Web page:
The ThirdAgile team certainly had risks. They were supposed to integrate their system with some changes to the underlying database another team was delivering. Chester made a point of visiting the database team to see how they were progressing. He realized that they were going to be an iteration later than anticipated, so he worked with the product owner to reorder the backlog so ThirdAgile could still do valuable work (not just the database work).

You may have significantly worse risks than a supplier’s deliverable being just a little late. Having a project team member look a little ahead to anticipate and manage risks helps the rest of the team continue their work in flow.

Protect the Team and Their Work

ThirdAgile proceeded for several more iterations. They were on the verge of telling Chester that they no longer needed him. Then, senior management changed. The new VP of product management did not understand what a product owner did. The new VP of technology thought agile was a license to hack. The two of them decreed that the organization would move back to waterfall.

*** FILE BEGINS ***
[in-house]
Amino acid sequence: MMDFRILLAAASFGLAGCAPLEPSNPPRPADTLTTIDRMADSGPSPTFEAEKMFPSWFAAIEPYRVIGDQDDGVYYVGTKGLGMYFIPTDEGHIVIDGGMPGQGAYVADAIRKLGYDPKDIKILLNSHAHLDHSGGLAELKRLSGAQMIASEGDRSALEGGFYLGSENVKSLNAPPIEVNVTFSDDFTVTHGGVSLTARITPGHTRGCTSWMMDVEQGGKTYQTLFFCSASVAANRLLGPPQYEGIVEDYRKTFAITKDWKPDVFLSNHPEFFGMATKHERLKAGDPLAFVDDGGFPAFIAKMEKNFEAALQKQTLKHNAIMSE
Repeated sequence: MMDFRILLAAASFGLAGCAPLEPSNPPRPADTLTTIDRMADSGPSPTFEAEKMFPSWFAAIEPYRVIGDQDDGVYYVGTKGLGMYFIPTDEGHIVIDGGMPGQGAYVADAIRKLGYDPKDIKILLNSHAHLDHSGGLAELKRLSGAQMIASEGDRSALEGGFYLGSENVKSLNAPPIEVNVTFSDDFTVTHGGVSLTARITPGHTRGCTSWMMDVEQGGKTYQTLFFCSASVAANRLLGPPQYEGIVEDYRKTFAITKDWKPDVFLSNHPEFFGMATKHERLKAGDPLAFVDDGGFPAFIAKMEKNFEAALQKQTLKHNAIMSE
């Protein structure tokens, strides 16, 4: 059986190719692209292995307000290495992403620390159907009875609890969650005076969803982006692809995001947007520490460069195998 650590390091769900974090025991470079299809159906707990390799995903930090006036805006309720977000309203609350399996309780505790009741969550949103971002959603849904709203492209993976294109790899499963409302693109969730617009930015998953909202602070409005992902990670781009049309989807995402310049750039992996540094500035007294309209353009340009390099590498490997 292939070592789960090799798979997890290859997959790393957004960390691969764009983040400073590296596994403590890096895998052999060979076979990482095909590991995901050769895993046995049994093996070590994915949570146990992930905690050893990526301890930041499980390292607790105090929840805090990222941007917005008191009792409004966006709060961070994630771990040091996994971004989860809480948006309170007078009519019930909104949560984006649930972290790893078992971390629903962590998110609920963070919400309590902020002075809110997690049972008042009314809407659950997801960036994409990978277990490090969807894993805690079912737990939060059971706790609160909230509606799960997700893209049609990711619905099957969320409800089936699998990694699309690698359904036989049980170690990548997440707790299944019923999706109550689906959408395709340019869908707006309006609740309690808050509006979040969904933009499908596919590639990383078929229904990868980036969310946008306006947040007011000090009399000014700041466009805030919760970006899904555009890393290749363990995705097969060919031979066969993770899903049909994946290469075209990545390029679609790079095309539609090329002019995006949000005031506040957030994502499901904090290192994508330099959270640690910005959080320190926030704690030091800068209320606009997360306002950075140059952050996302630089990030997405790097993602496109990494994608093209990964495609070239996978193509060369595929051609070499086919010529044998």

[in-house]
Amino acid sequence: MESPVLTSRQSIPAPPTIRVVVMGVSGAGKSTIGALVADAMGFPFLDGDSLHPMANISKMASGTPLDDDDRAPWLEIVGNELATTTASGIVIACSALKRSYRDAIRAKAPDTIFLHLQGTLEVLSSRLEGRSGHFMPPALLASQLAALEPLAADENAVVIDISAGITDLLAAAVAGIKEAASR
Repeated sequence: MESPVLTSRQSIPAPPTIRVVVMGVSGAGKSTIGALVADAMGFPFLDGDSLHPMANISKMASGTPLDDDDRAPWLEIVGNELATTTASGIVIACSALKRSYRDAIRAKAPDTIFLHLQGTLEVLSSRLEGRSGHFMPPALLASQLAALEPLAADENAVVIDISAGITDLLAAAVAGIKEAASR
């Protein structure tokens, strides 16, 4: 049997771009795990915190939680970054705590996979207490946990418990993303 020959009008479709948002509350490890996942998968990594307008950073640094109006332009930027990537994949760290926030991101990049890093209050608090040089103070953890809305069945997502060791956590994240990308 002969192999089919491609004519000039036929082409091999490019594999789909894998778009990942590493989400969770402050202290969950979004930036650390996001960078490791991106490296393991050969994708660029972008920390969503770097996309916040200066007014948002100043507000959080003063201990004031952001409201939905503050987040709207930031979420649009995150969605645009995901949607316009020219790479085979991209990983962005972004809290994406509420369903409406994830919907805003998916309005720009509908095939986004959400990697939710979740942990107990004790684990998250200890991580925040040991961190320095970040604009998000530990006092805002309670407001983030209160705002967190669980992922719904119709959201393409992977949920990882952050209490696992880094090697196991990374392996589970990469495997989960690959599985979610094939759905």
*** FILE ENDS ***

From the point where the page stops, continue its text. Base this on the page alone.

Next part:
Chester and the other agile project managers had just one iteration to build a case for agile. They showed the data that explained how their projects were completed a little faster, and with many fewer customer-visible defects. They gathered the customer support data and explained that the organization was actually making money on support because there were fewer calls and happier customers.

One of the ThirdAgile team members said, “We were heads-down on the project. It never occurred to us that new management would care about how we did our work as long as we did it well. We were totally surprised by management’s decree that we revert back to waterfall. Thank goodness we had Chester. We were able to continue our work and let Chester fight the craziness. We won, but it was close.”

Some managers are not accustomed to the management transparency that agile requires. Agile can push managers past their comfort zone. When that happens, the product and the project team’s process is at risk. Who better to fight for the team than an agile project manager?

Agile Project Management Serves the Team

Agile teams do not need a command-and-control project manager–far from it. But many agile teams need a facilitating, obstacle-removing, risk-assessing, team-advocate project manager.

Agile project management has a place. Maybe when agile turns into the way everyone works, we won’t need agile project managers. But until then, consider whether your team needs someone who does not do technical work but serves the team. You might decide that you need an agile project manager.

© 2010 Johanna Rothman. This article was originally published on Gantthead.com

Like this article? See the other articles. Or, look at my workshops, so you can see how to use advice like this where you work.